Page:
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Trachoma mapping ahead of schedule and under budget

A project mapping the global prevalence of trachoma using mobile technology has marked two years since the launch and confirmed that 94% of its planned districts have been surveyed ahead of schedule and under budget.

As a result, the number of districts covered in the Global Trachoma Mapping Project (GTMP), which is funded by the UK government, will be increased by 50% between now and 2015.

In 2012 a team of non-governmental organisations (NGOs) and academics, who were led by Sightsavers, the London School of Hygiene & Tropical Medicine, and the International Trachoma Initiative (ITI), successfully secured a £10.6m grant to globally map trachoma by March 2015. The funding was awarded by the UK's Department for International Development (DFID).

To date, the project has worked with partners to examine over 1.7 million people in 19 countries and mapped 1,162 districts which represents a population of 137 million people.

The mapping project has resulted in the global rollout of a standardised assessment process, which sees trained eye health workers use a smartphone app for testing. It entails survey teams visiting and examining the eyes of people living in communities within pre-identified areas to capture data on the presence of the disease. These data are then used to update the Trachoma Atlas, an ITI tool which tracks the global burden of trachoma.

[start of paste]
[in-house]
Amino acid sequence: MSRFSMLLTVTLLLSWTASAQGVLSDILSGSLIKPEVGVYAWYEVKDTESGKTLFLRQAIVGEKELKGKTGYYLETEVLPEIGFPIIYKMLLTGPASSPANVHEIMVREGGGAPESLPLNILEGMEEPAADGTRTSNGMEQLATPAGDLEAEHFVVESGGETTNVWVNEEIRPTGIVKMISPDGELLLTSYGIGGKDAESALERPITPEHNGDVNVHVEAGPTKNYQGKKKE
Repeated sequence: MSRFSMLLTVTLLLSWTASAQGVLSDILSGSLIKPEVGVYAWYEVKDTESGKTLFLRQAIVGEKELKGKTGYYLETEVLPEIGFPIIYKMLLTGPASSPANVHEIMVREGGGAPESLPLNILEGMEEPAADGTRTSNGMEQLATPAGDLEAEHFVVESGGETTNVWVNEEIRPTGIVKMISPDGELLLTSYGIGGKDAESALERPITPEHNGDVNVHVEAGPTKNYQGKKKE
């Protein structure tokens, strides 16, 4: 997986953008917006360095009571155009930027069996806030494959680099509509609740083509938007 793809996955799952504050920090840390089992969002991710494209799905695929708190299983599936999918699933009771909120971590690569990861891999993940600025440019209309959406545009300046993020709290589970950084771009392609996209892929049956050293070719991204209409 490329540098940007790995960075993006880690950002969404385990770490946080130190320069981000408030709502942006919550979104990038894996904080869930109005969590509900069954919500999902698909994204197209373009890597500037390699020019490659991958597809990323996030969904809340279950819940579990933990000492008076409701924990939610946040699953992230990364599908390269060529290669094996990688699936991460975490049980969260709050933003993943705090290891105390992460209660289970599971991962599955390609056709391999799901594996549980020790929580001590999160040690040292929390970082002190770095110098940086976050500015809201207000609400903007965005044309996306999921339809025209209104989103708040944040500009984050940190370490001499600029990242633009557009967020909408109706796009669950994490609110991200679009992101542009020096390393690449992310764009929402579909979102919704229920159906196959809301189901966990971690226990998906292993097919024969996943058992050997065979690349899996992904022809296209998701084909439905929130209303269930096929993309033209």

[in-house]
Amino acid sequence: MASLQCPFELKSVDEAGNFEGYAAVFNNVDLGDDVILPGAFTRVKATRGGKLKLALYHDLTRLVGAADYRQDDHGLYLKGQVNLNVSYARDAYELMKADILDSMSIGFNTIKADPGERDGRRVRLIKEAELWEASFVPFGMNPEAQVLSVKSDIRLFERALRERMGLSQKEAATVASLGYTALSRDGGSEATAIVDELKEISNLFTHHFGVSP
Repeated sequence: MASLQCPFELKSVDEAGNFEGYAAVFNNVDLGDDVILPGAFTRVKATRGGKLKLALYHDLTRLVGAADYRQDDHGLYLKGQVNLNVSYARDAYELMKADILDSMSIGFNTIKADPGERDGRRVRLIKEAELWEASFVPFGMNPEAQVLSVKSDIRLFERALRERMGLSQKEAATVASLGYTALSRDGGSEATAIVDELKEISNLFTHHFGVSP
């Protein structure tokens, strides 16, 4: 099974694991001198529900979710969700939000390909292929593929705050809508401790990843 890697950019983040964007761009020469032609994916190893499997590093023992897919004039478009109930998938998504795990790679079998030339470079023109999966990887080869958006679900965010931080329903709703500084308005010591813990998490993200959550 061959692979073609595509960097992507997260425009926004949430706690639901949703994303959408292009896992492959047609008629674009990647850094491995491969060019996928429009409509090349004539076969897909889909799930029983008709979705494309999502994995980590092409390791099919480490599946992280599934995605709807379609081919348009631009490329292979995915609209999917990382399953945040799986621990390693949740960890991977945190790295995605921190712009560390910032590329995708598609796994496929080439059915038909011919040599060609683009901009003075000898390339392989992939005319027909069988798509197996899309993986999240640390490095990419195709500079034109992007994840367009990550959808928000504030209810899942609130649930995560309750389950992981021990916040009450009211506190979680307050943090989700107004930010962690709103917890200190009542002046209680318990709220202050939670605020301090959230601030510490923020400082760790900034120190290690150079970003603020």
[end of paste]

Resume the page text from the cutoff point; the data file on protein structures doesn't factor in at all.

The data are also being used to help the ministries of health to develop their trachoma intervention programmes to eliminate the disease.

The completion of the mapping will prove to be a key step in achieving the World Health Organization's (WHO) objective of eliminating the blinding disease by 2020.

Director of neglected tropical diseases (NTD) at Sightsavers, Simon Bush, said: "One of the biggest challenges of mapping trachoma has always been reaching the remote areas where prevalence of the disease is suspected. It is therefore a huge achievement to have designed a standardised programme that is rapidly delivering this. Collaboration, partnership, quality and a standardised approach have been key in mapping the identified districts in just two years.

"GTMP has delivered nearly half of all the trachoma surveys that have ever been conducted, and faster than anticipated. The number of districts will continue to grow as the remaining funds are used to expand the project scope to include more districts, further filling in the blanks on the Trachoma Atlas."

(Taken From Optometry Today www.optometry.co.uk)

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